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Letter bomb sent to London bitcoin firm over password snub

UK News | Published:

Michael Salonen, 43, has been jailed in Sweden for attempted murder.

A Bitcoin ATM

A Swedish man has been jailed for sending a “potentially lethal” letter bomb to a London bitcoin company after the firm refused to send him a new password.

Michael Salonen, 43, was convicted of attempted murder in Stockholm on Friday over posting a package containing two pipe bomb-like devices to Cryptopay,

It was addressed to two employees and sent care of an accounting firm based in an office block in Hackney, north London, where it was opened but the device did not explode.

Scotland Yard’s counter-terror police matched DNA found on the bomb to Salonen, who was known to Swedish authorities.

Detectives believe Cryptopay customer Salonen sent the package because the company refused to change his password as it contravened its privacy policy.

Commander Clarke Jarrett, head of the Met’s Counter Terrorism Command, said: “Salonen seemingly made and sent a device that had the capability to seriously harm and even kill over something as inconsequential as a change of password.

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“Fortunately, the bomb did not detonate. It was due to sheer luck that the recipient ripped open the package in the middle rather than using the envelope flap which would have activated the device.”

Salonen was arrested in May at Stockholm’s international airport upon arrival from Thailand, where he had been detained pending extradition, and numerous bomb parts were found in his home.

A judge sentenced Salonen to seven years’ imprisonment on Friday after finding him guilty of attempted murder, for sending the bomb, and 20 counts of threats, for sending a white powder in letters to high-profile figures in Sweden and a British businessman.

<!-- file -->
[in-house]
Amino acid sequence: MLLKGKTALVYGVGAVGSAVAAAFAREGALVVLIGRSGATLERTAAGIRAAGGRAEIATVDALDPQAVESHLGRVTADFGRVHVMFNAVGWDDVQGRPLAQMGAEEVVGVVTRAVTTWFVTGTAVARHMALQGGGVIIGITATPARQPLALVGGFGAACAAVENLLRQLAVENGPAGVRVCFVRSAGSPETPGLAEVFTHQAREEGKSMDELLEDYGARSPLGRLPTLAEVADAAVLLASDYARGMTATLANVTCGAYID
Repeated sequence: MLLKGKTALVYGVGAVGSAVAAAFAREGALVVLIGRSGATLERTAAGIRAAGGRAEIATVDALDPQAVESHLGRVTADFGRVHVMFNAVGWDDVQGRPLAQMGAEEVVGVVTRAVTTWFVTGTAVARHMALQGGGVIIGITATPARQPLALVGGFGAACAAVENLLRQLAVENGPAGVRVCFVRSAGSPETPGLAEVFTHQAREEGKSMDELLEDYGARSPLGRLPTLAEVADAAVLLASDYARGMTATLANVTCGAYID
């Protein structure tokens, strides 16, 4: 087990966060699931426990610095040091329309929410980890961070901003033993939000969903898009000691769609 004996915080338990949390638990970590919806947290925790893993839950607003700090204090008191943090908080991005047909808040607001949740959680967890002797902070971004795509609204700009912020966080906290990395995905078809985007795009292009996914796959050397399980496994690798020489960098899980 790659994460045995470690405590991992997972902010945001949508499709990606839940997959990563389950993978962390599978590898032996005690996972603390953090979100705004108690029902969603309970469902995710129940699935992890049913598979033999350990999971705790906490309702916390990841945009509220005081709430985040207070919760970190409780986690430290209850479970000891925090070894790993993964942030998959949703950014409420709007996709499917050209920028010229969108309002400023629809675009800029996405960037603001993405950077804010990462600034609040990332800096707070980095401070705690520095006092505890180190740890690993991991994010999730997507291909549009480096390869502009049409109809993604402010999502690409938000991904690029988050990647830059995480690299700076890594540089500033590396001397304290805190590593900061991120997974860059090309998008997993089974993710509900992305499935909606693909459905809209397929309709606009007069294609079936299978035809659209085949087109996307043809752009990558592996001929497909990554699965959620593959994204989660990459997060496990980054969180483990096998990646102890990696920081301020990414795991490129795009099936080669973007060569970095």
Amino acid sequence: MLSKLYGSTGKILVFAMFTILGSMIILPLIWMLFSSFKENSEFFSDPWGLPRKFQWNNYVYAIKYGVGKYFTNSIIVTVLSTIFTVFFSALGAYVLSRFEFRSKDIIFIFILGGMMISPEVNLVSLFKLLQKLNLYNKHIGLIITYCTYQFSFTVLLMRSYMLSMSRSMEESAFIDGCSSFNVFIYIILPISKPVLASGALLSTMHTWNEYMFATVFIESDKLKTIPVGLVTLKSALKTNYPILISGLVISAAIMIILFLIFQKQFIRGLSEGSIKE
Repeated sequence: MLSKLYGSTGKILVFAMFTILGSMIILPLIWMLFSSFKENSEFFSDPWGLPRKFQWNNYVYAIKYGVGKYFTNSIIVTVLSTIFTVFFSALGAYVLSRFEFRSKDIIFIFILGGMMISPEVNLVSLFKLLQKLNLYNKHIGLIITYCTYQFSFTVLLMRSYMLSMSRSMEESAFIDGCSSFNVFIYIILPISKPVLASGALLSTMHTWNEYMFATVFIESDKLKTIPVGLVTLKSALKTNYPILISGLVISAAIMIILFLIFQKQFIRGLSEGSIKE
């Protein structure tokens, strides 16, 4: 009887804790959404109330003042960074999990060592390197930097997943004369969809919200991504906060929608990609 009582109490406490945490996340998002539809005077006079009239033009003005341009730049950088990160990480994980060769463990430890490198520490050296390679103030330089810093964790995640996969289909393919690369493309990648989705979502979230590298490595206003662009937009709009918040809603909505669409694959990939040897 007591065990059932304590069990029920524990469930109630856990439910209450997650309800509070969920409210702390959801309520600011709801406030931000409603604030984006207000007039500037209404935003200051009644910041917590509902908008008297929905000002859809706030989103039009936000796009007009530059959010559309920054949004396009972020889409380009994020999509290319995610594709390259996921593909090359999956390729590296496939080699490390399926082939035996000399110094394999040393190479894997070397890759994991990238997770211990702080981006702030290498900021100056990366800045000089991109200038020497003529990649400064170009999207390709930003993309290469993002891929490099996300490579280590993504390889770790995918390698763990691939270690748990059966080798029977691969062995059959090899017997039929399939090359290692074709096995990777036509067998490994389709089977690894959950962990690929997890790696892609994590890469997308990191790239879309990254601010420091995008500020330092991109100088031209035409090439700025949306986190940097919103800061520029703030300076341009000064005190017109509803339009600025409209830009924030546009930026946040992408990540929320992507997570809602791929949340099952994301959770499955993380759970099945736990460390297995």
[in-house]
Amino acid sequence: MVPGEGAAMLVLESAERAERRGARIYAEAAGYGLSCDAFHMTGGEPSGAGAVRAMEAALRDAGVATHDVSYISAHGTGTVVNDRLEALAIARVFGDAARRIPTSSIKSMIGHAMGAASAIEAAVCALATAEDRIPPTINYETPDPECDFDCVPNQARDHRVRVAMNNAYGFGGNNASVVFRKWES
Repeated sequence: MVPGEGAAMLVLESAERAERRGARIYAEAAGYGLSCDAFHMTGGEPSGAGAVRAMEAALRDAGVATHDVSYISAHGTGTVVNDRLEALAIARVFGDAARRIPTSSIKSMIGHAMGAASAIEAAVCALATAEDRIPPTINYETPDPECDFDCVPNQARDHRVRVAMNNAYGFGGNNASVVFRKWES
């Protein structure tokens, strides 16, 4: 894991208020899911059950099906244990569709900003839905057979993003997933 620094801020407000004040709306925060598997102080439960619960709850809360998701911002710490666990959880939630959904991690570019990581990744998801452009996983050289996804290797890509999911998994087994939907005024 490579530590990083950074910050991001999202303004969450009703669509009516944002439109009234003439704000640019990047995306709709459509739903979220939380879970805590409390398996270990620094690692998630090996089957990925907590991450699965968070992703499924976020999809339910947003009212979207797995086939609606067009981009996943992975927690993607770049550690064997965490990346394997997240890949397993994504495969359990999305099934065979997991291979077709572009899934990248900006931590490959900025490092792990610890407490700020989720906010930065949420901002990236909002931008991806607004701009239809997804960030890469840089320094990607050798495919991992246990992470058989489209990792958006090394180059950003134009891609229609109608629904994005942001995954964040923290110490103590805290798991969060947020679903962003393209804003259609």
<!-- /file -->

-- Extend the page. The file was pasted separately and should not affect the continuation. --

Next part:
Sweden’s security service, which was involved in the case because it concerned national government members, determined the powder was harmless and the letter to the British man was intercepted at a Swedish sorting office.

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A handwritten letter, including some white powder, sent to Prime Minister Stefan Lofven, which said: “You will soon be dead” was intercepted at the the Foreign Ministry in Stockholm in August last year.

Cryptopay co-founder Dmitrii Guniashov said the office the parcel was delivered to was only a registered address, which had been changed a few months earlier.

“The address itself belongs to our former accountants and we are really glad that no one from The Accountancy Cloud team was hurt because of this incident. None of our employees were ever working out of that address,” he said.

“The vast majority of our employees are working remotely across Europe, but we are implementing additional security measures which would prevent any potential harm to any of our employees anyway.

“We are thankful for both British and Swedish police, who were able to investigate the case with a due professionalism.”

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